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China In Eurasia Briefing: What's Driving Beijing's Leadership Turbulence? 

What has happened to Chinese Defense Minister Li Shangfu, who has not been seen in public for weeks?
What has happened to Chinese Defense Minister Li Shangfu, who has not been seen in public for weeks?

Welcome back to the China In Eurasia briefing, an RFE/RL newsletter tracking China's resurgent influence from Eastern Europe to Central Asia.

I'm RFE/RL correspondent Reid Standish and here's what I'm following right now.

Listen to the Talking China In Eurasia podcast. Apple Podcasts | Spotify | Google

What's Driving Beijing's Leadership Turbulence?

Less than two months after Qin Gang, who had been serving as China’s foreign minister, disappeared and was replaced, Chinese Defense Minister Li Shangfu has also disappeared from public view and is believed to be under investigation.

What does the turmoil mean for Beijing’s military and foreign policy establishment?

Finding Perspective: According to a report by the Financial Times, the U.S. government believes that Li has been placed under investigation.

There has been no official pronouncement, but Li has not been seen in public for more than three weeks.

One U.S. official who spoke to the British newspaper said the probe into Li, who headed the People’s Liberation Army’s main department for procuring and developing weapons from September 2017 until last October, was corruption-related. Li previously headed the Xichang Satellite Launch Center for a decade and was also sanctioned by the United States in 2018 for weapons deals with Russia.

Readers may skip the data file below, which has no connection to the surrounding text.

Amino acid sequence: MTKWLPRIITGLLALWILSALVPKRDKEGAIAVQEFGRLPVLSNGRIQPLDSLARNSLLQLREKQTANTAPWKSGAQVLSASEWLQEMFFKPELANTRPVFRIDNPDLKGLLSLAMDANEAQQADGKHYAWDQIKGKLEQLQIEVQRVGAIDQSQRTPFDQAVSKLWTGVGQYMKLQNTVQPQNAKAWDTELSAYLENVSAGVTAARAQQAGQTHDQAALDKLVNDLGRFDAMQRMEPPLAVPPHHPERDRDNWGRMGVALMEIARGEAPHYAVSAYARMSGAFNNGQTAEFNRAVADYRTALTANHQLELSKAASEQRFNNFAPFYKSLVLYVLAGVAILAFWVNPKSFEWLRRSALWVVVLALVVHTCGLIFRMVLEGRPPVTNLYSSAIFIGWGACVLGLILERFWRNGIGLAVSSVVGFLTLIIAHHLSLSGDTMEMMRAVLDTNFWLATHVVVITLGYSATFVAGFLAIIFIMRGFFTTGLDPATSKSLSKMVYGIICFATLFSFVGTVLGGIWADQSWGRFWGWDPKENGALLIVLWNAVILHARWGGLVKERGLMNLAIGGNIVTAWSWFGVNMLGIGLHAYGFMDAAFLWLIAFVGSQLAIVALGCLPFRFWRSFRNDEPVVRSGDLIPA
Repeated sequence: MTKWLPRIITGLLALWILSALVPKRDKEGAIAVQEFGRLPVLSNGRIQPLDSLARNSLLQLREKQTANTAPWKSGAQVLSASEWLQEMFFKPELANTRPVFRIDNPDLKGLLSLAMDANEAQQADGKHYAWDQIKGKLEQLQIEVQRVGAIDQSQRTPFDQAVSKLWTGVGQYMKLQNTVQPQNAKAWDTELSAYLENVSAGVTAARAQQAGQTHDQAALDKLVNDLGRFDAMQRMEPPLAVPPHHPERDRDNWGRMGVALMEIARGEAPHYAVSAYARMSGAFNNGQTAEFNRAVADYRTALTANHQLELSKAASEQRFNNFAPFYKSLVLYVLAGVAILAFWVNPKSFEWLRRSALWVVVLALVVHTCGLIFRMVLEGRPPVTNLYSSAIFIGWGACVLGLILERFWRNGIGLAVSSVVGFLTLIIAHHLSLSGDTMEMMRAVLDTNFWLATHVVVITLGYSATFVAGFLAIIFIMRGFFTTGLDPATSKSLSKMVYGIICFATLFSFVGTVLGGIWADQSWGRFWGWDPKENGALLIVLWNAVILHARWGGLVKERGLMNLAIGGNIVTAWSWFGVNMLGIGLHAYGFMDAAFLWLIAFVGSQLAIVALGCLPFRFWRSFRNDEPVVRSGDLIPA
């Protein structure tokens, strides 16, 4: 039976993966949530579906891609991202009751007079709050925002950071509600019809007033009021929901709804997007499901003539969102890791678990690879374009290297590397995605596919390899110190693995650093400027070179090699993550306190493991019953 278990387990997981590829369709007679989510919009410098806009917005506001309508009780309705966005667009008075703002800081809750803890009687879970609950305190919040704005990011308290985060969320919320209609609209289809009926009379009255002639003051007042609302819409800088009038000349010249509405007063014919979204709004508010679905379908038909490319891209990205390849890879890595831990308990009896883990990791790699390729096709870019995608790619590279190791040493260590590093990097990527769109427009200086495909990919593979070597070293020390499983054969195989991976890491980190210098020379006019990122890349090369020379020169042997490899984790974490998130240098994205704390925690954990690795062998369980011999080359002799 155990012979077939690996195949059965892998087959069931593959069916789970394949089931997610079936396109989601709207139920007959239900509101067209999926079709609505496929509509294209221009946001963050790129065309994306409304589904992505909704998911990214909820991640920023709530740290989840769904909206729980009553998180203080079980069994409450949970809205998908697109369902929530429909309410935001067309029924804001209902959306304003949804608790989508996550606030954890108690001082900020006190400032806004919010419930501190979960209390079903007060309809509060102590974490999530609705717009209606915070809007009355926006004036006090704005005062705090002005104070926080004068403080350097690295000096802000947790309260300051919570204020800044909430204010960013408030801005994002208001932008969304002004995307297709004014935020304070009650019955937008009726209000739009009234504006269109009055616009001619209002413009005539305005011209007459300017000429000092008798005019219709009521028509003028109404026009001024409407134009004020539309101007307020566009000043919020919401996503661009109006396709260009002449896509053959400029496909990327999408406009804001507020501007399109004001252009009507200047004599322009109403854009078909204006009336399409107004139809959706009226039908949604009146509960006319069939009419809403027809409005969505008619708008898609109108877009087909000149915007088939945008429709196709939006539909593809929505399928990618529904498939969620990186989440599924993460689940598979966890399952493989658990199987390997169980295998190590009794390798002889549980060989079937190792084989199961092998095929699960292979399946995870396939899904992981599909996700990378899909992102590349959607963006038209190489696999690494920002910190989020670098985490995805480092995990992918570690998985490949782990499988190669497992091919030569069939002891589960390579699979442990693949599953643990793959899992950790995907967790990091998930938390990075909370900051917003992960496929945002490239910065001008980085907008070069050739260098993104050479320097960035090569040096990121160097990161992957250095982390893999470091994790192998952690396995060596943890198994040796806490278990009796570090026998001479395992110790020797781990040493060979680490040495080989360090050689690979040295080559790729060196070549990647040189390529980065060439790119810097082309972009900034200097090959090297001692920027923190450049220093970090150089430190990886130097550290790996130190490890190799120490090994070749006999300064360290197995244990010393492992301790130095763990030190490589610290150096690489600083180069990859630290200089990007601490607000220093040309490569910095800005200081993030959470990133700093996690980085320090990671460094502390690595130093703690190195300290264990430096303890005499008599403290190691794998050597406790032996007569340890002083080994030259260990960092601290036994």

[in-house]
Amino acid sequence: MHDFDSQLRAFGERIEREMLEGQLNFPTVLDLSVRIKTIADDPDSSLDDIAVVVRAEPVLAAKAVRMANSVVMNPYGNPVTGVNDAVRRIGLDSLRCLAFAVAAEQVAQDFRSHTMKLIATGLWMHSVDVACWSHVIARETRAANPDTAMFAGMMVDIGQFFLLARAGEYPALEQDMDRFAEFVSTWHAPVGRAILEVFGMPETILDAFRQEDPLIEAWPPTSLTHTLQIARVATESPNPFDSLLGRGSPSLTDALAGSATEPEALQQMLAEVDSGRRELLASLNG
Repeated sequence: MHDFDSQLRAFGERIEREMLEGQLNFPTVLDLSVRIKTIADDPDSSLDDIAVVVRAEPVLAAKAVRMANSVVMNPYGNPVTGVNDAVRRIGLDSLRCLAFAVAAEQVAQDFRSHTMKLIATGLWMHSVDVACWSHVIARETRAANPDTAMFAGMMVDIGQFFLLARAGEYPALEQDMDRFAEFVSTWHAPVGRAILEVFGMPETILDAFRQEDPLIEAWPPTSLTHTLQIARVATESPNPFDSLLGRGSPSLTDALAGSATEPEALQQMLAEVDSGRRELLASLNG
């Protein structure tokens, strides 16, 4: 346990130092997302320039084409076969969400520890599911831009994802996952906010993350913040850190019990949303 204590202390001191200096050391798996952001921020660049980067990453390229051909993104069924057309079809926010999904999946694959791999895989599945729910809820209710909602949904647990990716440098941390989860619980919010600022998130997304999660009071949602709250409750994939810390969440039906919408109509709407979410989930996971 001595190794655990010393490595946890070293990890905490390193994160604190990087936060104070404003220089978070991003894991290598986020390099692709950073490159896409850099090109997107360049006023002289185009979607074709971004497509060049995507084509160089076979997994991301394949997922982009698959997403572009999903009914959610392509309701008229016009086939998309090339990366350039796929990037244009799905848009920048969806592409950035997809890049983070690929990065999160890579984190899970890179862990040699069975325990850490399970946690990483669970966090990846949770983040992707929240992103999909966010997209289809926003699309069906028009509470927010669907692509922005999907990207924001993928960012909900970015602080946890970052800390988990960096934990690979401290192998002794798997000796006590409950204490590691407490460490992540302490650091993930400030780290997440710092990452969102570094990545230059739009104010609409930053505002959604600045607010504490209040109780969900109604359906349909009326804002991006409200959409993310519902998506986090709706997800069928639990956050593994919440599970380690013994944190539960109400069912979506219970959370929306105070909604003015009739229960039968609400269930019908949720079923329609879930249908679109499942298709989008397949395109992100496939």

This is relevant as August saw purges of generals within the People’s Liberation Army (PLA) Rocket Force and Li’s potential investigation could be linked to those cases.

The sequence for Li also has echoes of Qin’s removal in July as foreign minister.

Speculation had run over what could be behind that move, but a September 19 Wall Street Journal report may add some clarity.

Citing “people familiar with the matter,” the Journal reported that Qin was stripped of his title because of an extramarital affair that lasted while he was China’s ambassador to Washington before assuming his foreign minister post.

Senior Chinese officials were told, according to the report, that an internal Communist Party investigation found that the affair led to the birth of a child in the United States.

Why It Matters: The instability at home comes as China’s global competition with the United States is growing and scrutiny of senior officials’ dealings with foreigners is intensifying as Beijing looks to remove any -- real or imagined -- security vulnerabilities.

This has led to some analysis that Chinese leader Xi Jinping may be too consumed with putting out fires at home and that the country’s foreign engagements may suffer. Xi has been less willing to leave the country for extended periods of time, missing the recent Group of 20 summit in India and unexpectedly skipping a business forum at the BRICS summit last month.

Chinese elite politics remain a black box and it’s unclear how the shake ups with Qin and Li have altered Chinese diplomacy. In the case of Qin, it looks to be minimal. He was replaced by his predecessor, Wang Yi, an experienced foreign policy hand that was appointed as director of the Chinese Communist Party’s Central Committee on Foreign Affairs earlier this year.